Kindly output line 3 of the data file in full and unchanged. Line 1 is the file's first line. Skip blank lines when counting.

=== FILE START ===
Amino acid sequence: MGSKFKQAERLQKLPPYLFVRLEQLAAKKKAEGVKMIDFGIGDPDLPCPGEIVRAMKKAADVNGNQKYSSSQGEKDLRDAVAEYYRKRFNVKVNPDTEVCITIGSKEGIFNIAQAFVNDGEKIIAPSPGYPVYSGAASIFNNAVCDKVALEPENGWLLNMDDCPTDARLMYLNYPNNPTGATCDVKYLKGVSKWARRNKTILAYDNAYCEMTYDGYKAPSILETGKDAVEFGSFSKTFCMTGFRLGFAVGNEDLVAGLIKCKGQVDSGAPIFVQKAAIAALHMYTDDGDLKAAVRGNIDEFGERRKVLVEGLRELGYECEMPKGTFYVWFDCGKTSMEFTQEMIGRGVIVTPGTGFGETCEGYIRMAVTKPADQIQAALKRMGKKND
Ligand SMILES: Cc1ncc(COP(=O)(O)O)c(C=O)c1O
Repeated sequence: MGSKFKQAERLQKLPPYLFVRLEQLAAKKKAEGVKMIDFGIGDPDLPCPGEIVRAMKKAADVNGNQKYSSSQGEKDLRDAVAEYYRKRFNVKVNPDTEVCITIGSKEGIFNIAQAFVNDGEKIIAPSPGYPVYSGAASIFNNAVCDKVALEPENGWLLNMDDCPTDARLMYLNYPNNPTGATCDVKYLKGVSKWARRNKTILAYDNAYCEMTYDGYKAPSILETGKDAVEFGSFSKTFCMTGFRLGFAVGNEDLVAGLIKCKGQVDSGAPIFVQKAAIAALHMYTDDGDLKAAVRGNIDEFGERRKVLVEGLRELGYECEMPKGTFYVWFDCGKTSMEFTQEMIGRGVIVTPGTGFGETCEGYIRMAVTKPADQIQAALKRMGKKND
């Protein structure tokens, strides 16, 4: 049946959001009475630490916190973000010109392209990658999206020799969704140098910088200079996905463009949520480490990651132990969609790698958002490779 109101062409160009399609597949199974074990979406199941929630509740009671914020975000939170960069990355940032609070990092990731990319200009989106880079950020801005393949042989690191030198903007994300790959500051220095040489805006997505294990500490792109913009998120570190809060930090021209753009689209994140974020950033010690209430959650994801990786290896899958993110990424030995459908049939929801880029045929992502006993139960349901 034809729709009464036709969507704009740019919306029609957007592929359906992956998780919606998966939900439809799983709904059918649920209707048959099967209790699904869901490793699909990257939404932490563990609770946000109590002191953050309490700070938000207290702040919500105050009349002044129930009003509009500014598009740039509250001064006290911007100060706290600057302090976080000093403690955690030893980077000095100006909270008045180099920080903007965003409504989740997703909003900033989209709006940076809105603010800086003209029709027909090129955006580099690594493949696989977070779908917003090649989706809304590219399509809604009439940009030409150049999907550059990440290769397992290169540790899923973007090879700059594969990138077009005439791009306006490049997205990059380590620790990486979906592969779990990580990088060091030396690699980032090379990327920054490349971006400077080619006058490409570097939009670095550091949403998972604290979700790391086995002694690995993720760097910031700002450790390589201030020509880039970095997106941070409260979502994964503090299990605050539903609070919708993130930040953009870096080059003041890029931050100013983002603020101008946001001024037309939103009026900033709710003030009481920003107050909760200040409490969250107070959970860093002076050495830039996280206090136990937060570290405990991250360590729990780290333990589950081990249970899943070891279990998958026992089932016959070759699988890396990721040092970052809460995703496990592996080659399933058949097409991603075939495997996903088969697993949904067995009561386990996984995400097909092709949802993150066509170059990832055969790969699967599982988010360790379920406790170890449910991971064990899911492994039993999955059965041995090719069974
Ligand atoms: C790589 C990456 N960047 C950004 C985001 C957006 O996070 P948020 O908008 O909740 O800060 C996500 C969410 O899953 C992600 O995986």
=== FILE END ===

Repeated sequence: MGSKFKQAERLQKLPPYLFVRLEQLAAKKKAEGVKMIDFGIGDPDLPCPGEIVRAMKKAADVNGNQKYSSSQGEKDLRDAVAEYYRKRFNVKVNPDTEVCITIGSKEGIFNIAQAFVNDGEKIIAPSPGYPVYSGAASIFNNAVCDKVALEPENGWLLNMDDCPTDARLMYLNYPNNPTGATCDVKYLKGVSKWARRNKTILAYDNAYCEMTYDGYKAPSILETGKDAVEFGSFSKTFCMTGFRLGFAVGNEDLVAGLIKCKGQVDSGAPIFVQKAAIAALHMYTDDGDLKAAVRGNIDEFGERRKVLVEGLRELGYECEMPKGTFYVWFDCGKTSMEFTQEMIGRGVIVTPGTGFGETCEGYIRMAVTKPADQIQAALKRMGKKND